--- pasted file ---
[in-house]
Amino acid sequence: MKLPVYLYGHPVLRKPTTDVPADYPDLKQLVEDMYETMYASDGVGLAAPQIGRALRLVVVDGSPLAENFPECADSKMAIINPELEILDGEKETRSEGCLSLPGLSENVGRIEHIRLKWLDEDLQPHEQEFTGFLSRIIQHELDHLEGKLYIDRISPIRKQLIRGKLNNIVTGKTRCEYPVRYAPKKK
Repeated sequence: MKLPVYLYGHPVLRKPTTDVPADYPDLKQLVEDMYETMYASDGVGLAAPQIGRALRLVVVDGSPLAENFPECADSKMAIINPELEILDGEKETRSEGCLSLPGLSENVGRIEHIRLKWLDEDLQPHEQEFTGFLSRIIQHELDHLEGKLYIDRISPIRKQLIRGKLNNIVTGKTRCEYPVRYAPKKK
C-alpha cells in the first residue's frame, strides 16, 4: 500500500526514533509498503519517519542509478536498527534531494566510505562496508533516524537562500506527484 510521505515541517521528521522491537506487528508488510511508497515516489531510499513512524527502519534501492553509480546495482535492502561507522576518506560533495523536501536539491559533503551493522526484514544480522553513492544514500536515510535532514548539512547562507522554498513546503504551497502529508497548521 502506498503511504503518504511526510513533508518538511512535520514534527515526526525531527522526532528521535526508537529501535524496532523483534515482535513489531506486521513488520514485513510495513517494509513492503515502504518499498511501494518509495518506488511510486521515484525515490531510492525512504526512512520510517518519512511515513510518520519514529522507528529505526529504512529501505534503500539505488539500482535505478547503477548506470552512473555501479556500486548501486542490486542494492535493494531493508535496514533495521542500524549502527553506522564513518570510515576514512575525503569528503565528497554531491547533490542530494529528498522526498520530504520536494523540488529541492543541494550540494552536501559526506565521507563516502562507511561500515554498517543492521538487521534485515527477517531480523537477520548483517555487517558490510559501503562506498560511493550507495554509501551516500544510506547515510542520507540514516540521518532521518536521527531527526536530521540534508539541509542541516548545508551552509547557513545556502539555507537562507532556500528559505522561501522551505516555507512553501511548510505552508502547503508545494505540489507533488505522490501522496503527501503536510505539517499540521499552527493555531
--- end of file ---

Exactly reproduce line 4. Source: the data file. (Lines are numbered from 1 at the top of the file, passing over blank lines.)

C-alpha cells in the first residue's frame, strides 16, 4: 500500500526514533509498503519517519542509478536498527534531494566510505562496508533516524537562500506527484 510521505515541517521528521522491537506487528508488510511508497515516489531510499513512524527502519534501492553509480546495482535492502561507522576518506560533495523536501536539491559533503551493522526484514544480522553513492544514500536515510535532514548539512547562507522554498513546503504551497502529508497548521 502506498503511504503518504511526510513533508518538511512535520514534527515526526525531527522526532528521535526508537529501535524496532523483534515482535513489531506486521513488520514485513510495513517494509513492503515502504518499498511501494518509495518506488511510486521515484525515490531510492525512504526512512520510517518519512511515513510518520519514529522507528529505526529504512529501505534503500539505488539500482535505478547503477548506470552512473555501479556500486548501486542490486542494492535493494531493508535496514533495521542500524549502527553506522564513518570510515576514512575525503569528503565528497554531491547533490542530494529528498522526498520530504520536494523540488529541492543541494550540494552536501559526506565521507563516502562507511561500515554498517543492521538487521534485515527477517531480523537477520548483517555487517558490510559501503562506498560511493550507495554509501551516500544510506547515510542520507540514516540521518532521518536521527531527526536530521540534508539541509542541516548545508551552509547557513545556502539555507537562507532556500528559505522561501522551505516555507512553501511548510505552508502547503508545494505540489507533488505522490501522496503527501503536510505539517499540521499552527493555531